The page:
Heroes, true, mythic heroes, are representations of what a society values. They embody the ideals and can even go beyond the current ideals of a society in order to encourage and inspire those who are not heroes. If we take a look at comics from the 30s, 40s and 50s, those heroes may have had flaws––save Aunt May or save the world? Always be Superman or take time to be Clark Kent? Take out your anger on the villain or help them get better––but they served to inspire. They taught the children of those ages that truth was better than lying; that justice meant doing what was right no matter the costs; that freedom for all meant the eradication of oppression. Captain America, Batman, Superman, Spider-Man, Wonder Woman, Green Lantern, Flash, Thor these characters filled a much-needed niche. They taught us to be better. In some ways they even showed us new virtues. A society built on capitalism might make us think that ends justify the means, Superman taught us never to lie (except about your secret identity).
Incarnating the Divine
Heroes also serve to show us God. Its true, many of the heroes I listed above were not made by professing Christians. Nevertheless, when they show us things that are true, that are virtuous, they are showing us aspects of God that we might not see or understand otherwise. God does this often. In fact, the Incarnation, God the Son becoming a human is perhaps the ultimate example of that. God knows that for us to be truly human, to reach the goals he has set for us, we will need not only his help internally, through the Holy Spirit, but we also need the example of other men and women. Sometimes it is hard to think that we can ever be like Jesus, he was perfect, infallible; we are not. But maybe we can be a bit more like Paul or Timothy or Polycarp or Augustine or John Cassian or Catherine of Siena or Mary the mother of Jesus. Perhaps these people whose faults we can see we can be like, while they also try to be like Christ. Rogen’s Hornet does none of this for us.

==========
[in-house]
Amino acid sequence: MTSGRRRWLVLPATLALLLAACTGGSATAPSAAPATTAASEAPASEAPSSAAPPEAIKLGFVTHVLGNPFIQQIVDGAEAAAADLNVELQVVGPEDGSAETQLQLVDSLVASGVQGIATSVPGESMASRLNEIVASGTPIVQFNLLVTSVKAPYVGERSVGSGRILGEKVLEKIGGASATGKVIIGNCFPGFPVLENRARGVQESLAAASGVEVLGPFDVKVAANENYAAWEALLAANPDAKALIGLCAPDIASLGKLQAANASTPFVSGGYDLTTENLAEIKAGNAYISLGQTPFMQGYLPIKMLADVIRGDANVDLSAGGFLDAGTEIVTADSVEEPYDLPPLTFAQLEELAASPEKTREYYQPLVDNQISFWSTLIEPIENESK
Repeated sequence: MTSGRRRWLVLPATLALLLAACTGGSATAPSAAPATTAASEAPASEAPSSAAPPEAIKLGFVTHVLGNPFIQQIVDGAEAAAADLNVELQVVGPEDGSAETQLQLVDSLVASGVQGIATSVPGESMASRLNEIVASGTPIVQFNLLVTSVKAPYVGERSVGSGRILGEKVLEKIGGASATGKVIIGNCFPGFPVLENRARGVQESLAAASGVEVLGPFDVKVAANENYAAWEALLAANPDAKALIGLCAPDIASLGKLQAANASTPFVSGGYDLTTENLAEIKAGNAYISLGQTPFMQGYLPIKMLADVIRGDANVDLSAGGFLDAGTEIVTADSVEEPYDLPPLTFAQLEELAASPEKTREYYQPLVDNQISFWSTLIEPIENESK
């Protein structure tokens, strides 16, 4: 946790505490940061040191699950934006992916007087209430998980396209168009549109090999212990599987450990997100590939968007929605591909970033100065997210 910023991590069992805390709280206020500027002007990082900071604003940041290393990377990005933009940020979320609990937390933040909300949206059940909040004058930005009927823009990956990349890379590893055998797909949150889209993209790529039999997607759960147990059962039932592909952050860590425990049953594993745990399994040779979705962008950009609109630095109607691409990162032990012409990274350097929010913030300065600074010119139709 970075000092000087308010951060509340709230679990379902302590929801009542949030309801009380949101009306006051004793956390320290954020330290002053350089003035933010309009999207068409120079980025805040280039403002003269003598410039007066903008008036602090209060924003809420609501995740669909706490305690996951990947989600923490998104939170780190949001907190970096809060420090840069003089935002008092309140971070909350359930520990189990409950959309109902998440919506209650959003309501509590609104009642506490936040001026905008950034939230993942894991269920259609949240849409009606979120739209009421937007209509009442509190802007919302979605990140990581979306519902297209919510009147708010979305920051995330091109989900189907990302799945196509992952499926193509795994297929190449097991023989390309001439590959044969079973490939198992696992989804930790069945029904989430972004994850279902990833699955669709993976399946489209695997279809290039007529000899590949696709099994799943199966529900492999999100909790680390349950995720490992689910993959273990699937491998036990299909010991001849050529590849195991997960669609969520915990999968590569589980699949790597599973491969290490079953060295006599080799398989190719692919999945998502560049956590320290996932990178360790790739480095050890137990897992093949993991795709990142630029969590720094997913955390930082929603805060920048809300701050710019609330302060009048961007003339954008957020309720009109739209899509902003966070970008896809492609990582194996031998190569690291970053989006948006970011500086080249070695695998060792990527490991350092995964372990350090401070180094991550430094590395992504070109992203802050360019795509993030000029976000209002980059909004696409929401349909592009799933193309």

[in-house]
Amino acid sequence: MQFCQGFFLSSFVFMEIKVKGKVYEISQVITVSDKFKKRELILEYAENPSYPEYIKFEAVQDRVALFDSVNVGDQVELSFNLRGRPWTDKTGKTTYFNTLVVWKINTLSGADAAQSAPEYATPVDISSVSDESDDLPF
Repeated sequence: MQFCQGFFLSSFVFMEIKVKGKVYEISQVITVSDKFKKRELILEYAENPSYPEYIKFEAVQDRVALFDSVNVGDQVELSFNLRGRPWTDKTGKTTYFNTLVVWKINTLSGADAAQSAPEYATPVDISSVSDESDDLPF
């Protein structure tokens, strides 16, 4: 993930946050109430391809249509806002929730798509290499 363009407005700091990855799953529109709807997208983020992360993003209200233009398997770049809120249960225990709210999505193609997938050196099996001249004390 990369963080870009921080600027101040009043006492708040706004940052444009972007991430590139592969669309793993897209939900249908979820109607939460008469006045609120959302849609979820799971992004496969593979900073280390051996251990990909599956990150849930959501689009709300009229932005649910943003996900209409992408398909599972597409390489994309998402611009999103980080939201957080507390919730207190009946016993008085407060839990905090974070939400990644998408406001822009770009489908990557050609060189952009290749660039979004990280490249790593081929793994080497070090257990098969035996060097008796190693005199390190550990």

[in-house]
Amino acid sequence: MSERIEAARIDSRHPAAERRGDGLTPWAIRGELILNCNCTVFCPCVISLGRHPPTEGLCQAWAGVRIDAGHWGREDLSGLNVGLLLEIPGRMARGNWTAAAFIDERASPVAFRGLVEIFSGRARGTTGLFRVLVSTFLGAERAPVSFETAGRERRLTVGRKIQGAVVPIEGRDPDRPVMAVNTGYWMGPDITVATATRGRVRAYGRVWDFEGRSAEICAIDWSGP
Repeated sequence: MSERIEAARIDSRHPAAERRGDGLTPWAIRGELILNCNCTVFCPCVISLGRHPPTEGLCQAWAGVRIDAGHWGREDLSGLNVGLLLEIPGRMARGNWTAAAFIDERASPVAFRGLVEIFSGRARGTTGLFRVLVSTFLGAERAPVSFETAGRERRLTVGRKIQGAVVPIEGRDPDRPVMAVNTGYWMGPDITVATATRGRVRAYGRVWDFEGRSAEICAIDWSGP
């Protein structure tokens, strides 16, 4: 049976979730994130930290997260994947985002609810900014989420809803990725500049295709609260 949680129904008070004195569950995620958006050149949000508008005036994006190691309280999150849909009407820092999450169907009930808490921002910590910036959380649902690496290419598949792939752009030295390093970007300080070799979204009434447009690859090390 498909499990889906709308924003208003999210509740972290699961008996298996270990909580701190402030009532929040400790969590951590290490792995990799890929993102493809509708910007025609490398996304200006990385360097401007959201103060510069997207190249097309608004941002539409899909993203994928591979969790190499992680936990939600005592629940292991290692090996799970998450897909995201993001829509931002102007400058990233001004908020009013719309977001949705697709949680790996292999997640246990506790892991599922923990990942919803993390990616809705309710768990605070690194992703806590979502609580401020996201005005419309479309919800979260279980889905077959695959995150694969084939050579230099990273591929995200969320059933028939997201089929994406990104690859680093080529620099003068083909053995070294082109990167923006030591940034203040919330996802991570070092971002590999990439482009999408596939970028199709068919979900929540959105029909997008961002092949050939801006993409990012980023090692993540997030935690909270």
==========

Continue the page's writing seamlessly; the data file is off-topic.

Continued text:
The New Green Hornet and American Virtues
The new Green Hornet seems to be saying that violence, sex, some misguided sense of justice and intelligence are what we value as a society. As Christians, even as Americans, we must reject these values.
Who are Our Heroes?
We need to return to better heroes. We need to be reminded of the virtues and values that all societies ought to stand for. As Christians we need to baptize the heroes our societies do have so we can use them to show people the light and truth that is Jesus Christ, our Savior, our Redeemer, our Teacher, our Model, our Hero. We also need to rediscover some of our own heroes from Christian history and learn from and follow them as they followed Christ. Finally, we need to every day become heroes ourselves so we can inspire those around us to be better, to become more like Christ and give their lives over to him. The only way to be truly heroic, to be truly human, is to be like Christ.